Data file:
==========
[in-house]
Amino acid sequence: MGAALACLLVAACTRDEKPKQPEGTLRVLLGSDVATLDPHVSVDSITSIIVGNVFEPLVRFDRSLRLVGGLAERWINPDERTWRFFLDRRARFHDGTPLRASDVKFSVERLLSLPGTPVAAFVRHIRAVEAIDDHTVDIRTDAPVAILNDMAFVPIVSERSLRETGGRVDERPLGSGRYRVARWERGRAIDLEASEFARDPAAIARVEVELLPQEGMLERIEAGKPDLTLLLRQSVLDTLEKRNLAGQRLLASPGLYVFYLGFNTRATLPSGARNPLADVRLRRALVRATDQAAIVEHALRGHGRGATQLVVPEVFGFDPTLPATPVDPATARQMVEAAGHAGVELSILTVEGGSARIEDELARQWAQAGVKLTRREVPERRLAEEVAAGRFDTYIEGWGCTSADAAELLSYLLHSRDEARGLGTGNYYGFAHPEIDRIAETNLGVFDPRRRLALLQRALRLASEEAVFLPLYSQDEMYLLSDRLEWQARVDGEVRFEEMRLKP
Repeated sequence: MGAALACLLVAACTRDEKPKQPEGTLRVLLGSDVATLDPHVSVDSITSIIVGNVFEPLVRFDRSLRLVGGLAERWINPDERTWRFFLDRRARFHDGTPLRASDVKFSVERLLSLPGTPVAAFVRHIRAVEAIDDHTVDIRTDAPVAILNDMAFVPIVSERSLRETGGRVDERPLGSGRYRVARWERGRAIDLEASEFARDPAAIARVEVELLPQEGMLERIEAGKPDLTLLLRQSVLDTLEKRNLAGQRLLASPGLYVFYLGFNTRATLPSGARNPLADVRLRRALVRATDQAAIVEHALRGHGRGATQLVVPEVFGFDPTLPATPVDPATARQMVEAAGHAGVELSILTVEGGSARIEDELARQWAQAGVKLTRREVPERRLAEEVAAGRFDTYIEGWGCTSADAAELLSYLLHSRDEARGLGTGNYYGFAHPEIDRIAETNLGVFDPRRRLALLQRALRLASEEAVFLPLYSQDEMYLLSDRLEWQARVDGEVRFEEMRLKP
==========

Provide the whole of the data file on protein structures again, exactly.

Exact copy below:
[in-house]
Amino acid sequence: MGAALACLLVAACTRDEKPKQPEGTLRVLLGSDVATLDPHVSVDSITSIIVGNVFEPLVRFDRSLRLVGGLAERWINPDERTWRFFLDRRARFHDGTPLRASDVKFSVERLLSLPGTPVAAFVRHIRAVEAIDDHTVDIRTDAPVAILNDMAFVPIVSERSLRETGGRVDERPLGSGRYRVARWERGRAIDLEASEFARDPAAIARVEVELLPQEGMLERIEAGKPDLTLLLRQSVLDTLEKRNLAGQRLLASPGLYVFYLGFNTRATLPSGARNPLADVRLRRALVRATDQAAIVEHALRGHGRGATQLVVPEVFGFDPTLPATPVDPATARQMVEAAGHAGVELSILTVEGGSARIEDELARQWAQAGVKLTRREVPERRLAEEVAAGRFDTYIEGWGCTSADAAELLSYLLHSRDEARGLGTGNYYGFAHPEIDRIAETNLGVFDPRRRLALLQRALRLASEEAVFLPLYSQDEMYLLSDRLEWQARVDGEVRFEEMRLKP
Repeated sequence: MGAALACLLVAACTRDEKPKQPEGTLRVLLGSDVATLDPHVSVDSITSIIVGNVFEPLVRFDRSLRLVGGLAERWINPDERTWRFFLDRRARFHDGTPLRASDVKFSVERLLSLPGTPVAAFVRHIRAVEAIDDHTVDIRTDAPVAILNDMAFVPIVSERSLRETGGRVDERPLGSGRYRVARWERGRAIDLEASEFARDPAAIARVEVELLPQEGMLERIEAGKPDLTLLLRQSVLDTLEKRNLAGQRLLASPGLYVFYLGFNTRATLPSGARNPLADVRLRRALVRATDQAAIVEHALRGHGRGATQLVVPEVFGFDPTLPATPVDPATARQMVEAAGHAGVELSILTVEGGSARIEDELARQWAQAGVKLTRREVPERRLAEEVAAGRFDTYIEGWGCTSADAAELLSYLLHSRDEARGLGTGNYYGFAHPEIDRIAETNLGVFDPRRRLALLQRALRLASEEAVFLPLYSQDEMYLLSDRLEWQARVDGEVRFEEMRLKP